Regulation of cell migration during chick gastrulation

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    Abstract

    Gastrulation in chick starts with large-scale cell flows in the epiblast and hypoblast, which transport the mesendoderm into the midline of the embryo to form the primitive streak. Several mechanisms such as cell-cell intercalation, deformations of the extracellular matrix and directed cell movements in response to chemical gradients have been proposed to play a role in streak formation. In the streak the epiblast cells undergo an epithelial to mesenchymal transition (EMT), which involves the breakdown of apical junctions and changes in RhoA-dependent signalling to integrins that mediated contact with the basal lamina. The collective migration of the mesendoderm away from the streak appears to be controlled by gradients of growth factors of the FGF and VEGF and Writ families and requires N-cadherin expression. The timing and order of ingression of epiblast cells appears to be controlled by temporal and spatial colinearity of Hox gene expression in the epiblast. The mechanisms by which Hox genes control these properties remain to be resolved.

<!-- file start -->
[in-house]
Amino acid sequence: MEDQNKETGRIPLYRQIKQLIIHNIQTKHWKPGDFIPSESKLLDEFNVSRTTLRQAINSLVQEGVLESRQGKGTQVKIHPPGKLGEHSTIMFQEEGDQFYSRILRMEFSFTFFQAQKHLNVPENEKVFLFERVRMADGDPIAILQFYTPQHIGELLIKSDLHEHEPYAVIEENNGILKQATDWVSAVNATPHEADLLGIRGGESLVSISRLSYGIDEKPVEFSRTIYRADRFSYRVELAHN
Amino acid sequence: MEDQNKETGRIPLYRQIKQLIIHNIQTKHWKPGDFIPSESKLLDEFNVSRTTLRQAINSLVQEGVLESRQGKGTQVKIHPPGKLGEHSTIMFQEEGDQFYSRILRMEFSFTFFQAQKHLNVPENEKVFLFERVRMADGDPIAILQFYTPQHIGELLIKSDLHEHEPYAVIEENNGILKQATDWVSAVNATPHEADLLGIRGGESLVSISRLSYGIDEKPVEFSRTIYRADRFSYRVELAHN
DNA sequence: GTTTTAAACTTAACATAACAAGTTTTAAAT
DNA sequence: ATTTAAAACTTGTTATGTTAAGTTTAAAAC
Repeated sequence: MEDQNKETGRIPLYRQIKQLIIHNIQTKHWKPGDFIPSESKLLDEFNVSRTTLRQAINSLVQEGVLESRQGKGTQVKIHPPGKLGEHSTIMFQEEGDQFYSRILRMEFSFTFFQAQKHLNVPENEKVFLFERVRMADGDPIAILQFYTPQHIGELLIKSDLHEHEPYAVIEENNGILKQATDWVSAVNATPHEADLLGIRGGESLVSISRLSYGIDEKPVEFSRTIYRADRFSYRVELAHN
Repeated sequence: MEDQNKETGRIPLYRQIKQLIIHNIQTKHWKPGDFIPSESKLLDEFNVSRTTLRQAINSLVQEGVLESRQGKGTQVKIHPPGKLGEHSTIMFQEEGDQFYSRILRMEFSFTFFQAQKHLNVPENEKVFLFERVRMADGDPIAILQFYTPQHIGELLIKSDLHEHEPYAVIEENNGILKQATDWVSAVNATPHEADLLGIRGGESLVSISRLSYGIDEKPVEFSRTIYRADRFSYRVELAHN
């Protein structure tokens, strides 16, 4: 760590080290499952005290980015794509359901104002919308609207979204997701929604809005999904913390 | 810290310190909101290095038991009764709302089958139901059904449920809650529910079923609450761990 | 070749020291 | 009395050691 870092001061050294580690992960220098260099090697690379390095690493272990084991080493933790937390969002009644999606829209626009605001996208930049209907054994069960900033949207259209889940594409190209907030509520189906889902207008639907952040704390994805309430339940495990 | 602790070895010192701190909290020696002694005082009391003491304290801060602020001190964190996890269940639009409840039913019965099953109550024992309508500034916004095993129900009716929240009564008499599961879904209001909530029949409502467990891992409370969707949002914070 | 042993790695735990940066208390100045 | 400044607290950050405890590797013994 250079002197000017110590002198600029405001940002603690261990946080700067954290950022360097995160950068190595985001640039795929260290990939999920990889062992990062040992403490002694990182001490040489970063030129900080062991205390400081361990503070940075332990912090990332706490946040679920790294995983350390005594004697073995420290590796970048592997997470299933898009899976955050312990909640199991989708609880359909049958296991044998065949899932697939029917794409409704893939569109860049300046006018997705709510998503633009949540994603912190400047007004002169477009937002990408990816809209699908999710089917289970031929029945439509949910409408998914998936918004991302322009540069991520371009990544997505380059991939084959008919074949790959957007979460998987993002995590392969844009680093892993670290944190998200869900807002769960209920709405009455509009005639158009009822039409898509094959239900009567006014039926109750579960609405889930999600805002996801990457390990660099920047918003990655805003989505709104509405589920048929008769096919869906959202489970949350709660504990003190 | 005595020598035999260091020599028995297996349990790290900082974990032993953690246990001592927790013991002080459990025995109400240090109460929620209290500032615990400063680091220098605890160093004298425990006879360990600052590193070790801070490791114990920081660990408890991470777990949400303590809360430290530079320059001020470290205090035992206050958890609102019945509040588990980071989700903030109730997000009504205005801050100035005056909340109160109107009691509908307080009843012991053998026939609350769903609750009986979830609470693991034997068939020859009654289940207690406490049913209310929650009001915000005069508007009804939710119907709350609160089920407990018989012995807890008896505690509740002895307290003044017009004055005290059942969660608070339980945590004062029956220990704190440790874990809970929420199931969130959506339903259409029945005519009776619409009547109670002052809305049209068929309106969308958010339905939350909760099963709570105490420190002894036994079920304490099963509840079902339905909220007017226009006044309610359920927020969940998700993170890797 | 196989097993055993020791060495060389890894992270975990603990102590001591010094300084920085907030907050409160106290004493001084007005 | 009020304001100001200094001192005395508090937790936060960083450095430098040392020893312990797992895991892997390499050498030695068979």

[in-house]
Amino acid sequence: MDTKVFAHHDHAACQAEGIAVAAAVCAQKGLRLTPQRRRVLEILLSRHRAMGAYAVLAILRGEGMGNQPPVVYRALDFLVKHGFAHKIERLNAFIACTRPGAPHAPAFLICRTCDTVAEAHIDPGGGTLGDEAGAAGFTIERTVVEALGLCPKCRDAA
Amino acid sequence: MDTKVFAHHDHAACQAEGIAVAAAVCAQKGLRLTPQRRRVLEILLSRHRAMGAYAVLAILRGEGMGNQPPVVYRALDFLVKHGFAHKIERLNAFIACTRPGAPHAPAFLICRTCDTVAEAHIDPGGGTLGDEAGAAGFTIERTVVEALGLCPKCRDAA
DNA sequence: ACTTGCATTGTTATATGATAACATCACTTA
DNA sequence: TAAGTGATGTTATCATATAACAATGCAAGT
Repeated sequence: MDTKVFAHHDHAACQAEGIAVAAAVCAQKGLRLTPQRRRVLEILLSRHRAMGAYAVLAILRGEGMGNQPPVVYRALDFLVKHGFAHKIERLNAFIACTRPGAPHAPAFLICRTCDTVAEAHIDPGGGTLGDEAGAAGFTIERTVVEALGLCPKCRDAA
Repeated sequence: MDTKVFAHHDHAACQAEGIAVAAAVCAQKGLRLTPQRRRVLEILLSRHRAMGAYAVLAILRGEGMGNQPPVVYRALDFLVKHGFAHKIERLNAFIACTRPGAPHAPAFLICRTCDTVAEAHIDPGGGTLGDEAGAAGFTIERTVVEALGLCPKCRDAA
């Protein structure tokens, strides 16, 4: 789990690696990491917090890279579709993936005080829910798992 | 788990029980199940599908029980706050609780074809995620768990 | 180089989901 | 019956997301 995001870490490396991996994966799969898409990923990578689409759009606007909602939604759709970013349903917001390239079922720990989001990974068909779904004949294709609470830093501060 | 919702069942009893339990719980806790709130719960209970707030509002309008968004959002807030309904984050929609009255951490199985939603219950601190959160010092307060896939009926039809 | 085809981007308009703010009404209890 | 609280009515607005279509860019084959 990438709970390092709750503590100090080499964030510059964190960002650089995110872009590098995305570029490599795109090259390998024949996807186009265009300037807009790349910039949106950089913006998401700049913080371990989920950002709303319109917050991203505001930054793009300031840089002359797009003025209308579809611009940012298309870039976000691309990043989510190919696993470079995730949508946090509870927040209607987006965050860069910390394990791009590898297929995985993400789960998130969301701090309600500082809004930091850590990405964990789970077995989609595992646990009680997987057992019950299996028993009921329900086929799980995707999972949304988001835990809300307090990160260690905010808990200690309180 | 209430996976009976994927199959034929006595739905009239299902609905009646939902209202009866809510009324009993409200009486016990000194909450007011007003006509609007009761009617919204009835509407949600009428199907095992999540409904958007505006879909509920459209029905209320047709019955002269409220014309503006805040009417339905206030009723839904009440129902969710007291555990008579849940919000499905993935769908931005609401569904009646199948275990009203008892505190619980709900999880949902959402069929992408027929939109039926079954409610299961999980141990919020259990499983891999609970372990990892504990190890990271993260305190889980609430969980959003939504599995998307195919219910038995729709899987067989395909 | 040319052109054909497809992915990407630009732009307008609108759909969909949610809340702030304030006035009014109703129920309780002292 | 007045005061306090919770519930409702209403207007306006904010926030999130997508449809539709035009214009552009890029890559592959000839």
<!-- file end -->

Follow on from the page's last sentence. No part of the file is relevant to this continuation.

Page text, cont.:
Original languageEnglish
    Pages (from-to)343-349
    Number of pages7
    JournalCurrent Opinion in Genetics & Development
    Volume19
    Issue number4
    DOIs
    Publication statusPublished - Aug 2009

    Keywords

    • Primitive streak form
    • Movement patterns
    • Mesoderm cells
    • Embryo
    • Expression
    • Genes
    • WNT
    • Ingression
    • Transition
    • Induction

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